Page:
The Mishna tells us that on Tu Be’av the girls of Jerusalem went out into the vineyards and called to the boys to select one of them as a mate. In the Babylonian Talmud an unknown source says these were the unmarried girls (Ta’anit 31A) – and we should certainly hope so. Curiously, this event also happened on Yom Kippur, thus giving it religious overtones.
A similar account is mentioned much earlier, in the Book of Judges, when the men of Benjamin are invited to go and capture the girls dancing in the vineyards of Shiloh at the annual festival held there. Because some men of Benjamin had gang-raped a concubine at Gibeah and the tribe had refused to punish the perpetrators, the rest of Israel had decided not to grant wives to the tribe of Benjamin. But after a time they relented when they saw that Benjamin would be wiped out without heirs, so they told them about the girls dancing at Shiloh, under the moonlight in the vineyards.
As it mentions vineyards it is assumed that this was again on 15th of Av, which is reckoned to be the festival of the wine harvest. It is thus one of the many festivals celebrated at the middle of the lunar month, the brightest night of the month, like Passover in Nissan and Succot in Tishrei, and even Shavuot in Sivan, according to the Ethiopians. For this reason we can assume these festivals have an agricultural basis, with the farmers and their wives celebrating on the most luminous of their nights.
The event recorded in the Mishna is in the name of Rabbi Shimeon ben Gamliel Hanasi, of the first century CE. The event in the Book of Judges is considered to have happened in the early Iron Age, in about 1100 BCE, or 1,200 years earlier than the Mishnaic record.
Both incidents take place in the vineyards, but one is in Shiloh whereas the other is in Jerusalem. As the center of orthodoxy moved from the mishkan or Tabernacle in Shiloh to the Temple in Jerusalem, we can take it that there was a religious significance attached to the dancing. But it clearly had another purpose, in enabling the sexes to meet and view each other openly in public, which may have been a pretty rare opportunity in those days.
In that sense it smacks of a pagan and sexual origin, especially as it takes place at the wine harvest. We do not need to consider the orgies held in the name of Bacchus, the Greek and Roman god of wine, but we should have in mind the festivities held in the name of the Greek god Dionysus, which were celebrated under the Ptolemies in Egypt and so will have permeated into Israel in about the third and second centuries BCE. How such a cult came to Shiloh in the 12th century BCE is a matter of speculation, but it could have been the residue of a Canaanite custom that persisted at Shiloh.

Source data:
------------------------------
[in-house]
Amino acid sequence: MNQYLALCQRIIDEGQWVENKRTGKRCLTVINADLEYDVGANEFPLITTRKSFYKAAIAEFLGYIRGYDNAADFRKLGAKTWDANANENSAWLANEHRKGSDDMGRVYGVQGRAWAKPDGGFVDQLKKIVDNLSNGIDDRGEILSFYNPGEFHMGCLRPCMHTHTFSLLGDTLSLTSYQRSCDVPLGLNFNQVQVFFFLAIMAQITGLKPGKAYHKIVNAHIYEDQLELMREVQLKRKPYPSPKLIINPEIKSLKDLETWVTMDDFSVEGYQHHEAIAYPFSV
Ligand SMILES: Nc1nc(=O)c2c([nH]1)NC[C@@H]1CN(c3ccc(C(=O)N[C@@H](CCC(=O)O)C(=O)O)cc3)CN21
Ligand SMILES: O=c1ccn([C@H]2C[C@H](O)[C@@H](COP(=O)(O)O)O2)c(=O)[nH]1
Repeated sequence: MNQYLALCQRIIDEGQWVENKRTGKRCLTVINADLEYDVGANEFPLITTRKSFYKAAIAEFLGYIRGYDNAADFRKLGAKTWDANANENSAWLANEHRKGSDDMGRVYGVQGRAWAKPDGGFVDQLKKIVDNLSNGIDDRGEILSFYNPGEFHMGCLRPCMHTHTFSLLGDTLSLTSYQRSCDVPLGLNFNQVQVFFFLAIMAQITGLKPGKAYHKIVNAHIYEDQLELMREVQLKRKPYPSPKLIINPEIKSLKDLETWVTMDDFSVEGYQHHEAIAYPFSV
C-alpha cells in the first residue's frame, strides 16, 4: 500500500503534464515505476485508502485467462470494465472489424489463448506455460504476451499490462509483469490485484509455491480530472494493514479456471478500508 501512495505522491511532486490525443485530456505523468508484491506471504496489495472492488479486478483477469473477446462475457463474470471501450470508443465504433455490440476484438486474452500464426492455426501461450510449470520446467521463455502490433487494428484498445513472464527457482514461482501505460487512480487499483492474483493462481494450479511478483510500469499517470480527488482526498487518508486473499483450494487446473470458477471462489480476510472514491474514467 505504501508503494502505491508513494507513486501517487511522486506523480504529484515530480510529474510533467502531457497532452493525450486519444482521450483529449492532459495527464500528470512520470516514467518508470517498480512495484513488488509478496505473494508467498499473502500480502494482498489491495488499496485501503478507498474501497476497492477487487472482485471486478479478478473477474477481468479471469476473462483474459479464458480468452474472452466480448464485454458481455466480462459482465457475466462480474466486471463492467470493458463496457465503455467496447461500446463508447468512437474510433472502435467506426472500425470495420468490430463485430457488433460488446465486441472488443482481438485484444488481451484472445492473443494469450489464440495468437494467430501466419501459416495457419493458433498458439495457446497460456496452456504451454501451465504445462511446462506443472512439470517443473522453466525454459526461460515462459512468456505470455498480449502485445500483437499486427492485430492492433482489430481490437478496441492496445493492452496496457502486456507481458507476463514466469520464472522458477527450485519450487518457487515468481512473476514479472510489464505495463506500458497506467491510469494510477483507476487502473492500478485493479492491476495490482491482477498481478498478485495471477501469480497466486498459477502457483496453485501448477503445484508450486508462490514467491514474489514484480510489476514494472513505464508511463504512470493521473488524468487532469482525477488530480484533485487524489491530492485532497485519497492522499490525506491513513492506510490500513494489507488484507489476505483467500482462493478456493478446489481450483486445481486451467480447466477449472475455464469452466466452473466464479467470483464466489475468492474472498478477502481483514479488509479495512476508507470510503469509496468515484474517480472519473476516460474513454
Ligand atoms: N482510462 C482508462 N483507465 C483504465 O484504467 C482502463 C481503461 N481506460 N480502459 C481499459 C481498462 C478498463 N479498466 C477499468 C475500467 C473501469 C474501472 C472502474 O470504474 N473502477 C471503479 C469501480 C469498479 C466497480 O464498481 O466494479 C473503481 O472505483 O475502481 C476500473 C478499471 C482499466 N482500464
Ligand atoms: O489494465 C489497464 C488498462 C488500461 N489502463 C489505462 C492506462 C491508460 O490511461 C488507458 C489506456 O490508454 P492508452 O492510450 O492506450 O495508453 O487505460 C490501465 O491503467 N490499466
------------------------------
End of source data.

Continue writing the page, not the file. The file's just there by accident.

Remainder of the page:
We know that before the Israelite establishment of the mishkan at Shiloh, it had been a Middle Bronze Age (c.2000 BCE) cult center, as was made clear by the excavations there of Bar-Ilan University (under Israel Finkelstein) in the 1980s. We can therefore surmise that some of the Canaanite customs, like perhaps the popular one of the girls dancing under the light of the full moon, persisted even to the time of the mishkan.
In Judges 21:19 it is called the Feast of the Lord, which makes it all the more possible that it was an earlier custom that was taken over by the Israelites in a slightly different form.
To understand that different form, we should look at the original basis of the Dionystic ritual. Dionysis was a popular god of nature and of wine, whose followers were mainly women. His cult was so popular in Thrace and Greece that the women abandoned their houses and their work and roamed around the mountains whirling torches in ecstatic dances. At the peak of their ecstasy they would seize an animal, or even a child, tear it apart and devour the bleeding pieces. Obviously if it was to be adopted, something needed to be changed.
Another aspect of Dionysis was worshipped in Asia Minor, where he was a god of the rebirth of vegetation, not of the crops but of the trees and the vine, a god of fertility celebrated by ritual parades and dances, and it is this aspect that would have been transferred into the dances that took place in Shiloh. In representations on the Greek vases, Dionysus is always depicted with a crown of vine leaves, and he became more and more associated with the celebration of the annual wine harvest festival. This aspect was particularly popular in Asia Minor and it may have been transferred from there to the Canaanites and eventually to the Israelites in Shiloh.
In the Israelite form, the invitation to the men of Benjamin to capture the girls of Shiloh was conditional on their father’s or their brother’s approval (as Judges 21:22), they were not just free to help themselves to the girls but it had to be done in a conventional and orderly way, unlike the obvious pagan antecedents.
But this was only a special event, when the men of Benjamin came to procure wives, whereas the ceremony is recorded as an annual event that was openly used for boys and girls to get together, perhaps a rare opportunity for them to meet and advance their marriage prospects. And this all stemmed from an ancient fertility celebration that took place under the light of the full moon at the wine harvest festival on Tu Be’av in Shiloh, originally some 3,000 years ago.
The writer is a Senior Fellow at the W.F.Albright Institute of Archaeological Research, Jerusalem.